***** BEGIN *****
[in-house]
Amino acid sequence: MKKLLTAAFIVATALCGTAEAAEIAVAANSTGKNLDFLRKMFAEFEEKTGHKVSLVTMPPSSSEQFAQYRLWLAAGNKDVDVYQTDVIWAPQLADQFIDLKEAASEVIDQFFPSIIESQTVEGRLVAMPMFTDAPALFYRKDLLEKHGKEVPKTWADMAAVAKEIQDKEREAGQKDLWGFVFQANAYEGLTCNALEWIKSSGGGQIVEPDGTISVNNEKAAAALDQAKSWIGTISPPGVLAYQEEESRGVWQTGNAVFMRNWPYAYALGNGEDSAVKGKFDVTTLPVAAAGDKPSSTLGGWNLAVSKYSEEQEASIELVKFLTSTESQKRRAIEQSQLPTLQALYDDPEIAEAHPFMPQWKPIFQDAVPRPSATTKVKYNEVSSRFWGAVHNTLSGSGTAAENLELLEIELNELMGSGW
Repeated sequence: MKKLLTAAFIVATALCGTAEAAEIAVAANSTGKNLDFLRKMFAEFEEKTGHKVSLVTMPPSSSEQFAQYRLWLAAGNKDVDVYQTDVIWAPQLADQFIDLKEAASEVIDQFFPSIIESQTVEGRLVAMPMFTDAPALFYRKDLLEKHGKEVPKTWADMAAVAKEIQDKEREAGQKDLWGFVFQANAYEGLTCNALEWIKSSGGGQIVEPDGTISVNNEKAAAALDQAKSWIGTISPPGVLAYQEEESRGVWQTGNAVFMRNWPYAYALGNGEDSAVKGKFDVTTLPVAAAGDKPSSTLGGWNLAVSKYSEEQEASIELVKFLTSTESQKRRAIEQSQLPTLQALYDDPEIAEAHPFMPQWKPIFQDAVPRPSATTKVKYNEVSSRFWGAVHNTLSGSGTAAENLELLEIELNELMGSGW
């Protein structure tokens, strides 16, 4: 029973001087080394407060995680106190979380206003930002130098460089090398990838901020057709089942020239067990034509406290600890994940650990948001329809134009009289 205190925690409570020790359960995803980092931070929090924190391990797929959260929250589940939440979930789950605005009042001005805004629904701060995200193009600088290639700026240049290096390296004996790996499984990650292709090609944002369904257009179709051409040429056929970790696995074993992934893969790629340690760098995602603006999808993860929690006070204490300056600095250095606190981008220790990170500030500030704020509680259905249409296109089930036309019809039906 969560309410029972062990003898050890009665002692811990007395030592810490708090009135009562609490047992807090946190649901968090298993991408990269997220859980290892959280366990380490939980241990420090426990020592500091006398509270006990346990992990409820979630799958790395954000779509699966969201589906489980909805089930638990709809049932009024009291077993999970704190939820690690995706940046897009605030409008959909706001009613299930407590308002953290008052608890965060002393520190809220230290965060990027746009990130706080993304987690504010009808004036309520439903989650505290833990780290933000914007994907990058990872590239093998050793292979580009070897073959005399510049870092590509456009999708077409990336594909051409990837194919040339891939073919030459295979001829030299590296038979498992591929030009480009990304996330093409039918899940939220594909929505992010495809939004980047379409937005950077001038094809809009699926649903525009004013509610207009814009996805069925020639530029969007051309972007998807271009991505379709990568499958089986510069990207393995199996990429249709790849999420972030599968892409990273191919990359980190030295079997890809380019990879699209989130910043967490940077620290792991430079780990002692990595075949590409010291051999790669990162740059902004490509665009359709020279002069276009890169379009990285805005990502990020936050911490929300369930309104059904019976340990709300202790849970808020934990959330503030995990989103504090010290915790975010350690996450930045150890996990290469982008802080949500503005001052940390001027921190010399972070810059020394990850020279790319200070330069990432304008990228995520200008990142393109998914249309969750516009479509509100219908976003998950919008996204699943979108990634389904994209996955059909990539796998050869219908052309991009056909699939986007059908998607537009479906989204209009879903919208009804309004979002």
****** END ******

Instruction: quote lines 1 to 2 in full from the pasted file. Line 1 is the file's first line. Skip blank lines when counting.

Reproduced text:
[in-house]
Amino acid sequence: MKKLLTAAFIVATALCGTAEAAEIAVAANSTGKNLDFLRKMFAEFEEKTGHKVSLVTMPPSSSEQFAQYRLWLAAGNKDVDVYQTDVIWAPQLADQFIDLKEAASEVIDQFFPSIIESQTVEGRLVAMPMFTDAPALFYRKDLLEKHGKEVPKTWADMAAVAKEIQDKEREAGQKDLWGFVFQANAYEGLTCNALEWIKSSGGGQIVEPDGTISVNNEKAAAALDQAKSWIGTISPPGVLAYQEEESRGVWQTGNAVFMRNWPYAYALGNGEDSAVKGKFDVTTLPVAAAGDKPSSTLGGWNLAVSKYSEEQEASIELVKFLTSTESQKRRAIEQSQLPTLQALYDDPEIAEAHPFMPQWKPIFQDAVPRPSATTKVKYNEVSSRFWGAVHNTLSGSGTAAENLELLEIELNELMGSGW